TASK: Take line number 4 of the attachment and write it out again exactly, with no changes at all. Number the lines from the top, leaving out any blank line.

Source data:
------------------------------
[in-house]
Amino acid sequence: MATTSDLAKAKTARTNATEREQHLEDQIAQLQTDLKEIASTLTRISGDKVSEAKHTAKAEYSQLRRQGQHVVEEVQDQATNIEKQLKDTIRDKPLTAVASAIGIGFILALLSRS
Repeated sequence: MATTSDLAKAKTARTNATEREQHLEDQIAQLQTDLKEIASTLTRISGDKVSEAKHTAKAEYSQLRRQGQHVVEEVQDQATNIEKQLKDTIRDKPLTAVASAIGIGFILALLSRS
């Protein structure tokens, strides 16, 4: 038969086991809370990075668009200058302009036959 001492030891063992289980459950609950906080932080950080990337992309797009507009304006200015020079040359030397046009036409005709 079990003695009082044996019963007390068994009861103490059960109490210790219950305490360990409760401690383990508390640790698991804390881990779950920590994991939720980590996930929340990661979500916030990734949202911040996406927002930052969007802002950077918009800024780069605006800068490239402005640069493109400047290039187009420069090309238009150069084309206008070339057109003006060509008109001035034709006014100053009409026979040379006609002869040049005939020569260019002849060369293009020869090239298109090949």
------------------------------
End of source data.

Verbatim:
């Protein structure tokens, strides 16, 4: 038969086991809370990075668009200058302009036959 001492030891063992289980459950609950906080932080950080990337992309797009507009304006200015020079040359030397046009036409005709 079990003695009082044996019963007390068994009861103490059960109490210790219950305490360990409760401690383990508390640790698991804390881990779950920590994991939720980590996930929340990661979500916030990734949202911040996406927002930052969007802002950077918009800024780069605006800068490239402005640069493109400047290039187009420069090309238009150069084309206008070339057109003006060509008109001035034709006014100053009409026979040379006609002869040049005939020569260019002849060369293009020869090239298109090949």